PHI208: Ethics and Moral Reasoning
Prof Whitney Easton
10 March, 2014
This paper will discuss the topic of military ethics using the utilitarian theory. It will also incorporate the ethical system of virtue ethics. “Military ethics is about our learning what is good and true and then having the courage to do and be what and who we ought to. For military ethics is not about his or her successes or failures; it is not about their virtues or vices. Military ethics is about our heritage and history, and it is about our responsibility to be men and women of character.” (Toner, 2003) Strong military ethics are vital to maintaining disciplined service ...view middle of the document...
Service members know that part of the ethics is to respect everyone, no matter what the situation might be. Utilitarianism is also known to be a consequentialist theory. Military ethics are very in line with this kind of theory and logical thinking. The military expects its members to not only respect themselves but to also respect others, not just those with whom they serve, but to the civilian population as well. Military service members, who decide to not follow the ethics, are subject to the Uniform Code of Military Justice (UCMJ), and their actions can be punished by law under the UCMJ. This is where virtue ethics could easily be associated with military ethics, in a sense that virtue ethics focuses mostly on the persons character, if an individual in the military is lacking the right set of characteristics to maintain professionalism, integrity and moral courage, then their actions will be judged and tried in accordance with the military justice system. Granted, the military justice system is focusing on the act of which the service member did, but if they also focus on the behaviors of the individual and know their character, then they can come to a more informed decision, rather than making a decision based solely off of the action and not the individuals character.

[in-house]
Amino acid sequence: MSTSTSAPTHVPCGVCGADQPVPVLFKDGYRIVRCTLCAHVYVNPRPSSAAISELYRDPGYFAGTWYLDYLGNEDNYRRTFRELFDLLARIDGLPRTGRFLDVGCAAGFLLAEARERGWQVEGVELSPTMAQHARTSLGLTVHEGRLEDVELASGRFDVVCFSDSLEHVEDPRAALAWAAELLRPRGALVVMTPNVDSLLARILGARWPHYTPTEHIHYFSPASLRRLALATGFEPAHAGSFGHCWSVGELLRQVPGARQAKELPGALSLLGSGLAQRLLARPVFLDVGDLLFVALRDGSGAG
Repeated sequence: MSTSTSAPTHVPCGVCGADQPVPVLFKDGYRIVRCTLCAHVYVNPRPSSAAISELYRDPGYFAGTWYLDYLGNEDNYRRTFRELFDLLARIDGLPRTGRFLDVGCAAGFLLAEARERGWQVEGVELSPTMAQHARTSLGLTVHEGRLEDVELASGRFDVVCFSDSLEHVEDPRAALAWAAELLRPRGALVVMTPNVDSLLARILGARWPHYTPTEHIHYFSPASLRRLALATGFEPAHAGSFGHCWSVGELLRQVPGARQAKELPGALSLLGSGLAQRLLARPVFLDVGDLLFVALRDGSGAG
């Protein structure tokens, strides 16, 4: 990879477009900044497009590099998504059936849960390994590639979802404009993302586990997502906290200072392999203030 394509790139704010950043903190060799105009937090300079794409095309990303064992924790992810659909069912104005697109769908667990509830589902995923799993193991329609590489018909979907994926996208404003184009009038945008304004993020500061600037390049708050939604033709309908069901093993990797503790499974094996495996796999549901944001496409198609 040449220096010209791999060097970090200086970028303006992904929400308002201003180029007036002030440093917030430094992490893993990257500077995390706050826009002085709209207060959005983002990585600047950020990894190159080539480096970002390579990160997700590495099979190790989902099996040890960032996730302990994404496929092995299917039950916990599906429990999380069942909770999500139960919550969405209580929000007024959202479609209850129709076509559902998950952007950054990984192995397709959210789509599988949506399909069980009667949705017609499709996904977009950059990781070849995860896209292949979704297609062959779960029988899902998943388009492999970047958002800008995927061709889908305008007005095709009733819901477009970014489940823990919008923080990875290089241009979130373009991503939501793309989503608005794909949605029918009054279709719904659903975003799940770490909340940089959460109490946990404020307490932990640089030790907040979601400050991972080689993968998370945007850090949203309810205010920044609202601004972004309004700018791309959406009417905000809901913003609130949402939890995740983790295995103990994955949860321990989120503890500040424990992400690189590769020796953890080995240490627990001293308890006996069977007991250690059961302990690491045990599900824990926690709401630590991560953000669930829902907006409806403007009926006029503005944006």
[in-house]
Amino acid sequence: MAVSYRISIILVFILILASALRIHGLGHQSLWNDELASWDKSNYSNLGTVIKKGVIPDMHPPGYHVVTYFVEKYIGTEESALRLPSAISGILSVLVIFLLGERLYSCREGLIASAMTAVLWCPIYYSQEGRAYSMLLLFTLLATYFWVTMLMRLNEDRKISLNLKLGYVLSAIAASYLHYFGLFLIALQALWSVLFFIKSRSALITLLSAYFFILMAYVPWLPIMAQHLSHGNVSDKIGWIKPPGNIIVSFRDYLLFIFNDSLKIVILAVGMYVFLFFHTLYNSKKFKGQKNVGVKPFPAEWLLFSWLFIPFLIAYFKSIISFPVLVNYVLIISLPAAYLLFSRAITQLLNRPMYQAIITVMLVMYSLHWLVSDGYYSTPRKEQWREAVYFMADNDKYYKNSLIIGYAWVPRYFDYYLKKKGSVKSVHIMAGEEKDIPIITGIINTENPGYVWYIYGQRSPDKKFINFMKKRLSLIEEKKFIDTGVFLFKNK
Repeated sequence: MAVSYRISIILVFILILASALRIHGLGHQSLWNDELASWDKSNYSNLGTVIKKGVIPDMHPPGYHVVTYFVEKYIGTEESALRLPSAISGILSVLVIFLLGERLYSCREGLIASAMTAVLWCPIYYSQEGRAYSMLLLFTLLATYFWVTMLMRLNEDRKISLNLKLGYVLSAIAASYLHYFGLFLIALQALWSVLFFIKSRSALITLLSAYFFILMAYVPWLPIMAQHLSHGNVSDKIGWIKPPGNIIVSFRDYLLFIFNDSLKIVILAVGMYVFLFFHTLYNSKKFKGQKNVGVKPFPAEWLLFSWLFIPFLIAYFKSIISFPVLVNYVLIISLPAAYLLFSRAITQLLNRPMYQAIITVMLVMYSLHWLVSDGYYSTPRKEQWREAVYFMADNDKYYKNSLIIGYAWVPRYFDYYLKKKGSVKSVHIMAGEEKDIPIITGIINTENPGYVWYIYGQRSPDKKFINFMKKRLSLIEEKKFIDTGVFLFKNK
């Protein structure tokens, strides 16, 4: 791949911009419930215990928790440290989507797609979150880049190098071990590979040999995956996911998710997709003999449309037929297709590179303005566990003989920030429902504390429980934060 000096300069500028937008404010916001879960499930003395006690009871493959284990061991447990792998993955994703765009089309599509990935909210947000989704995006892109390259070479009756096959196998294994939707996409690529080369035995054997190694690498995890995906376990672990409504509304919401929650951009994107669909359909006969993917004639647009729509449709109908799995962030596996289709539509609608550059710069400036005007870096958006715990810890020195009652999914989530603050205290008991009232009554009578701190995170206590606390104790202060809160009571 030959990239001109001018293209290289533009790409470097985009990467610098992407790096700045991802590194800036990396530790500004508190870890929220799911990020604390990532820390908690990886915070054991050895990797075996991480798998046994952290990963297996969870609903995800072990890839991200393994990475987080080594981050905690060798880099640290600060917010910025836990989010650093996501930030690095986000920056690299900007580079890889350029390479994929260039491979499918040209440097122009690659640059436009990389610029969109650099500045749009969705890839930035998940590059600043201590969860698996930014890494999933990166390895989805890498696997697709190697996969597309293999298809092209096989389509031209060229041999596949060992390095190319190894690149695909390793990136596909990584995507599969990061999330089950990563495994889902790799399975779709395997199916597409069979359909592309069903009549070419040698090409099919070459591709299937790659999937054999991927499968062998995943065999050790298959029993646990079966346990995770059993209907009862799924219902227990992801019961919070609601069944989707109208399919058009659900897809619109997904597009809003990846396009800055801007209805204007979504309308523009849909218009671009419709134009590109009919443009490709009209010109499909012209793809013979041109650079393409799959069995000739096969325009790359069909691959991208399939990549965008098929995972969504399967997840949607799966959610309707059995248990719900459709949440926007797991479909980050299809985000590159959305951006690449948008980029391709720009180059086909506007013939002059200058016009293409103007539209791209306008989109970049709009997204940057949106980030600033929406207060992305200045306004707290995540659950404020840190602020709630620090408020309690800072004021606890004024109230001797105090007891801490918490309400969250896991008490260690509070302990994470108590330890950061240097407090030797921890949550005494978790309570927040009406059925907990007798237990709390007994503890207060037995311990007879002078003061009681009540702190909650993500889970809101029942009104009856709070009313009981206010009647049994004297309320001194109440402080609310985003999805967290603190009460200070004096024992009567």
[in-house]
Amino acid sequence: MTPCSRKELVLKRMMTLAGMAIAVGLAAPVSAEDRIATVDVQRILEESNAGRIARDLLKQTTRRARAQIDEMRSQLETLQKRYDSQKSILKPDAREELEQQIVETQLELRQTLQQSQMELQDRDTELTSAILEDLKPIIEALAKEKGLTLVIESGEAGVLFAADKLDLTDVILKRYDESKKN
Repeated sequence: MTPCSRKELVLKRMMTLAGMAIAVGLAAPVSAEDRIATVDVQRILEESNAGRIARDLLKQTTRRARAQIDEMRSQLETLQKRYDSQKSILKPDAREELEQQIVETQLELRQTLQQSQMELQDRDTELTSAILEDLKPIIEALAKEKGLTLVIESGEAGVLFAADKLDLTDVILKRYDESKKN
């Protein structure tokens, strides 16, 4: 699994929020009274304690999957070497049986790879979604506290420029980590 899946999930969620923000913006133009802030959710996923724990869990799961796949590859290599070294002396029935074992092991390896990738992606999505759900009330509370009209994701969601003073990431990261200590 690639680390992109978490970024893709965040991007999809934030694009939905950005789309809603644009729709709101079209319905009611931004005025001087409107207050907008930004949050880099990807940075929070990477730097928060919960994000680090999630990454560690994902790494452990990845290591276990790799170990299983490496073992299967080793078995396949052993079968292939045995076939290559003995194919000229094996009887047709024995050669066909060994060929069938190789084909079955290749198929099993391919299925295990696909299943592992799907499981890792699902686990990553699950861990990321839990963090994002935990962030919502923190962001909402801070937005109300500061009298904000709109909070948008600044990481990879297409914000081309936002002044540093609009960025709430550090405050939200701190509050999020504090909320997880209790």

Additionally, within the virtue ethics there are some virtues that philosopher Aristotle described as being a bit more complex. Those virtues are temperance and magnanimity. Both of these virtues could be correlated to that of military personal. According to Aristotle, a person with temperance is a person that is moderate and has self-control (Aristotle, 2002). Military service members need to possess this virtue in order to make quick decisions, both on and off the battlefield, without getting caught up in their emotions. Military personnel our taught to be professional at all times, although a person might not agree with a situation, they are taught to not let their emotions play into the decision making process. The virtue magnanimity, according to Aristotle, is how we see ourselves and how we are regarded by others (Aristotle, 2002). The correlation of this virtue with military ethics is simple, the military standards and value system teaches that we must not only respect ourselves, but that they must respect others. In doing so, military service members are often rewarded for this behavior by way of awards or through positive reinforcement. The military has had many great leaders, both in history and in present day, that exemplified the virtue magnanimity. The movie Lone Survivor depicts such virtues in the Navy Seals that got caught up in a firefight which resulted in life lost; however, these men exercised military ethics, performed above and beyond the call of duty, and paid the ultimate sacrifice. The four Navy Seals, Marcus Luttrell, Michael Murphy, Danny Dietz and Matt Axelson, embraced and embodied the military ethics that all military personnel...